Betting the House never once veers from its purpose – to explain what happened during the 2017 general election, including the campaign and the night itself. The authors are political journalists who produced this work within six months; an incredible accomplishment, no doubt in part to their partners who held down the fort, and a bunch of editors.
There is little heart in this book; little acknowledgment of the deaths and the pain and the destruction that a Conservative government has brought upon the country and its people. There is no acknowledgment of the unnecessary austerity measures brought into force by the Conservatives, supported by their coalition partners the Liberal Democrats and often unchallenged and supported by the Labour ‘moderates’*; no acknowledgment that austerity brought on suffering to such an extent that the British voters chose to leave the European Union in a shocking referendum. The referendum is mentioned often but the policies that led to it not at all.
In this respect, the authors ignore the vile nature of the political part of the election results.
The right-leaning bias of the book is no surprise, Ross previously wrote about the 2015 election, Why the Tories won https://www.waterstones.com/book/why-the-tories-won/tim-ross/9781849549479
The ways in which the bias permeates the book is a curious one. The images of May and the Tories are consistently positive. She is strong and steady and just wants to get on with her job. She avoided the cameras and interviews because all she wants to do is her job and she wants to do it right. She is strong throughout Lent and even though she is diabetic and can only have crisps as a snack, she resisted even in critical moments.
Corbyn on the other hand, is not given such positive treatment. The epithet ‘socialist’ is nearly always applied to him even though ‘free-market loony’ is never once applied to May. The concept of the free market is used un-ironically when a Conservative MP disagrees with the idea of providing specific help with struggling regions because it’s meant to be the free market that decides these things.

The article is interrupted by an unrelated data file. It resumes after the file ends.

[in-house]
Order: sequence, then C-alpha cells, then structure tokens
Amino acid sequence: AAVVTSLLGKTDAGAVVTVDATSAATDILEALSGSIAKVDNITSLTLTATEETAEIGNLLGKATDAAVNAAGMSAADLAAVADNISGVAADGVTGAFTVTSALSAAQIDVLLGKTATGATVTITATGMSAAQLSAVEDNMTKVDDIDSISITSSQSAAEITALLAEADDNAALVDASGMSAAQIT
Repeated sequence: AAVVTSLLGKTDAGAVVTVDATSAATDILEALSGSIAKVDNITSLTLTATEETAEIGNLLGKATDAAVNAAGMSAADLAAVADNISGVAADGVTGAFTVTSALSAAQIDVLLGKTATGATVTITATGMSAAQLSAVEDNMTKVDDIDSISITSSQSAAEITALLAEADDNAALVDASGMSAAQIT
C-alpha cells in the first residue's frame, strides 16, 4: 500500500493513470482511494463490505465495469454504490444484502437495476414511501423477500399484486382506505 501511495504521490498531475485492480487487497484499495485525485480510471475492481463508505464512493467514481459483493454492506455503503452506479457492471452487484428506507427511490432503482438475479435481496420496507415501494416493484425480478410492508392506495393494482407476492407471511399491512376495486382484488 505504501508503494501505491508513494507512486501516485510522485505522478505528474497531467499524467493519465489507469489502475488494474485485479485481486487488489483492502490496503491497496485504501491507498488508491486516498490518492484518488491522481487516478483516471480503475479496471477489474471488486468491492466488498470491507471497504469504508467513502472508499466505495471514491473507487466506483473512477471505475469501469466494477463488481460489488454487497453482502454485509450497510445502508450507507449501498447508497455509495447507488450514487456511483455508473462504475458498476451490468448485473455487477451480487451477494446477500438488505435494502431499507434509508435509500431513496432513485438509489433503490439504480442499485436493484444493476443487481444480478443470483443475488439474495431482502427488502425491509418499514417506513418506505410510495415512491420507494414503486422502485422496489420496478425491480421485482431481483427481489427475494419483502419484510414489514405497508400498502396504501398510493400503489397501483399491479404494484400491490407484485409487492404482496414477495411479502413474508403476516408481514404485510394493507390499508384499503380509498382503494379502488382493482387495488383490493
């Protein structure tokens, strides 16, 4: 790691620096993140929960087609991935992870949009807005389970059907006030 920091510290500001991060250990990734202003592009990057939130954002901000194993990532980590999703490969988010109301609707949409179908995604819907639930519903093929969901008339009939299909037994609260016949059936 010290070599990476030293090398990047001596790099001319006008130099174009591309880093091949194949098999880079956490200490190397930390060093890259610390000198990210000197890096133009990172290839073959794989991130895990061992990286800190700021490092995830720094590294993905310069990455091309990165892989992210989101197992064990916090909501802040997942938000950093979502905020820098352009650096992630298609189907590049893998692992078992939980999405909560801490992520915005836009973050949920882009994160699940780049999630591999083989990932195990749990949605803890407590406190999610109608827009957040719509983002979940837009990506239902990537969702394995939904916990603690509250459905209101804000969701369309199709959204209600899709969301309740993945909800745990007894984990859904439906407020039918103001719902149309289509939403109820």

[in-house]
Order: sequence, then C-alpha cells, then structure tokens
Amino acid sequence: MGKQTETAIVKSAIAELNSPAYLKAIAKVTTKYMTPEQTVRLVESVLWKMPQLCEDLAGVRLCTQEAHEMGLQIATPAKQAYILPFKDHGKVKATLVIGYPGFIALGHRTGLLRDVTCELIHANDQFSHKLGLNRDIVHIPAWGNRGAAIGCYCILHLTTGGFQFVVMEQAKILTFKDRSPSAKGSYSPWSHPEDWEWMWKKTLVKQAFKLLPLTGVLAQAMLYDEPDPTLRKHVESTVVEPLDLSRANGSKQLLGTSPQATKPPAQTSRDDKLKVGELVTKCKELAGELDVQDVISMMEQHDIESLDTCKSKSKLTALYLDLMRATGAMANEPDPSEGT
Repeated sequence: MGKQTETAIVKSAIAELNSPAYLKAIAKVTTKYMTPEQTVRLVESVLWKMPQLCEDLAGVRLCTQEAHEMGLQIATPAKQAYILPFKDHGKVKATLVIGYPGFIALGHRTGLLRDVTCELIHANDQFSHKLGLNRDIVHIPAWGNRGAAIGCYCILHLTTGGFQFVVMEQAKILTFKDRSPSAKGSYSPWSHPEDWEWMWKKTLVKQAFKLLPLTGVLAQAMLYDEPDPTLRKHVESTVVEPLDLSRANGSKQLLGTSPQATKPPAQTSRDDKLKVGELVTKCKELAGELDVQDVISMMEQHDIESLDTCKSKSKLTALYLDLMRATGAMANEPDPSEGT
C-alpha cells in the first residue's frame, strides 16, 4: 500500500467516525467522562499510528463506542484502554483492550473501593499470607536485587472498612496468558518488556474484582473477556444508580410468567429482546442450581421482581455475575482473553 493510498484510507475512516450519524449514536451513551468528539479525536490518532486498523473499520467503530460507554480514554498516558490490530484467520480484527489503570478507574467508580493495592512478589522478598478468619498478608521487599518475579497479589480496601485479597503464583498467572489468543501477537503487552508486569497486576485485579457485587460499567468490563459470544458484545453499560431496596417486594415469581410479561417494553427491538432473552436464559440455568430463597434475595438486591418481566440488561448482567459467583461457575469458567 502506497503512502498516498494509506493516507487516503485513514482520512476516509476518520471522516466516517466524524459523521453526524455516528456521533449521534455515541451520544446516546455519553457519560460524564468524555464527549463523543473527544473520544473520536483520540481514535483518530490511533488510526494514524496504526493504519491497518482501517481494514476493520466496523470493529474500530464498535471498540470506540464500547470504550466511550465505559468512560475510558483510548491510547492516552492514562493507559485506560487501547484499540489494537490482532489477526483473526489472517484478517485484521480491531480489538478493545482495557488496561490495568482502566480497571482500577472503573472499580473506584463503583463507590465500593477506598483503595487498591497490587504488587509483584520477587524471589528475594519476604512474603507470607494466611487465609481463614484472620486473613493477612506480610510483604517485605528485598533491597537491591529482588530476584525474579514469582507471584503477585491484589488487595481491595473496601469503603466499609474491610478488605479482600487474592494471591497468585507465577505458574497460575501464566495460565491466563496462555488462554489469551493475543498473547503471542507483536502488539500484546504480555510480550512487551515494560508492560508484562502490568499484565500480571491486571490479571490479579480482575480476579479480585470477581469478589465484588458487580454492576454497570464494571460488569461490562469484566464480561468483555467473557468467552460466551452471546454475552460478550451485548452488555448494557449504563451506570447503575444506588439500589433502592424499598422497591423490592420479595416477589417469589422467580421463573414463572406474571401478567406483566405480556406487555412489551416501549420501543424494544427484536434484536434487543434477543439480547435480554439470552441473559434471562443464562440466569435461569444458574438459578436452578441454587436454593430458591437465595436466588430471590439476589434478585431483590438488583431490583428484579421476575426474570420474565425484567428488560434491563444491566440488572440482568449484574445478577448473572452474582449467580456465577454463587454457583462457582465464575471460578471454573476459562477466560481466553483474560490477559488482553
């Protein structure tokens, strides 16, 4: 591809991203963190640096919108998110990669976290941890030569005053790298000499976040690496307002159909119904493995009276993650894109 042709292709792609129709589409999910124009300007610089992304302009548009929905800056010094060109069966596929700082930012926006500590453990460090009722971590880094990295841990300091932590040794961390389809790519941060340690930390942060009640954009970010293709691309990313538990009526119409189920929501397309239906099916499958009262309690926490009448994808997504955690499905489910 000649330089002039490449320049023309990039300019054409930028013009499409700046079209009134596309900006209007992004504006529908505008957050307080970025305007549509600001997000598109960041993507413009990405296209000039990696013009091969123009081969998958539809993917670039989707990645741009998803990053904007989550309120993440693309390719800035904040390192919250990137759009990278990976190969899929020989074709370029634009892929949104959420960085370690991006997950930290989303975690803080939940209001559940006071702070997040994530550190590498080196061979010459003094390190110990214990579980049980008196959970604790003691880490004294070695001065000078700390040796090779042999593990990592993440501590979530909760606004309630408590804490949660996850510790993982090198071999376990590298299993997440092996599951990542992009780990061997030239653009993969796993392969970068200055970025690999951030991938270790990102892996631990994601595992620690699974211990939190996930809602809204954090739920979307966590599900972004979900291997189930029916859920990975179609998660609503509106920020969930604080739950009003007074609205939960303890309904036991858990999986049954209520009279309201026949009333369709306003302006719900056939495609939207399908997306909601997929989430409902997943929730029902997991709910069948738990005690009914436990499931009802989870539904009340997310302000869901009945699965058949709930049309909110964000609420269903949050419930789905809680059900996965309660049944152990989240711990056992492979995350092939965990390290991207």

I can’t tell if Betting the House is the voice of the right-wing, devoid of any interest in anyone but themselves — or simply a very efficient way of telling the story of the election. It is a book that leans heavily right in an almost immoral sense but it also reads well.
I feel I learnt a lot about elections and what I mostly gleaned is that those who spend the most money win the elections; something Trump and social research have always known too. Lynton Crosby’s campaign for Theresa May was not the winning one he’d hoped but the PR magnate and his company made £4m for two months of work. The Australian PR man was the one who won it for David Cameron in the previous election.
Some of the insights are maybe unintentionally fascinating such as when Jeremy Heywood, Britain’s most senior civil servant, and the Queen’s private secretary, Sir Christopher Geidt, get together to decide who would form a government because “the country needed a government, and it must not be left to the Queen to decide”.
It’s these fascinating little tidbits that make me wish the authors were on the better side of the political spectrum.
Betting the House by Tim Ross and Tom McTague is out now.